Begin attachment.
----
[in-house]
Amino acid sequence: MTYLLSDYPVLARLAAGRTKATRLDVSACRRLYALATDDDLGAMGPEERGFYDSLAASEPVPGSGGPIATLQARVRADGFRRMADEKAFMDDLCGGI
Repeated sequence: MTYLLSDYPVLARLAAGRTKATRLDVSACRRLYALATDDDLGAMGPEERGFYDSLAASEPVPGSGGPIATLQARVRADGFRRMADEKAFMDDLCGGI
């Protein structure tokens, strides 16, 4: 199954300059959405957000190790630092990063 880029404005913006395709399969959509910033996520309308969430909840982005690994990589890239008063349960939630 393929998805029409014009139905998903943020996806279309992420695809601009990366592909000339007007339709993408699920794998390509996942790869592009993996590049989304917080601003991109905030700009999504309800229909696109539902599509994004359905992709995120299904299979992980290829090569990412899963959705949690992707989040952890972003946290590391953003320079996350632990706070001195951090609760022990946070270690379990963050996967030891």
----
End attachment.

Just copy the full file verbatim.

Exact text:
[in-house]
Amino acid sequence: MTYLLSDYPVLARLAAGRTKATRLDVSACRRLYALATDDDLGAMGPEERGFYDSLAASEPVPGSGGPIATLQARVRADGFRRMADEKAFMDDLCGGI
Repeated sequence: MTYLLSDYPVLARLAAGRTKATRLDVSACRRLYALATDDDLGAMGPEERGFYDSLAASEPVPGSGGPIATLQARVRADGFRRMADEKAFMDDLCGGI
């Protein structure tokens, strides 16, 4: 199954300059959405957000190790630092990063 880029404005913006395709399969959509910033996520309308969430909840982005690994990589890239008063349960939630 393929998805029409014009139905998903943020996806279309992420695809601009990366592909000339007007339709993408699920794998390509996942790869592009993996590049989304917080601003991109905030700009999504309800229909696109539902599509994004359905992709995120299904299979992980290829090569990412899963959705949690992707989040952890972003946290590391953003320079996350632990706070001195951090609760022990946070270690379990963050996967030891």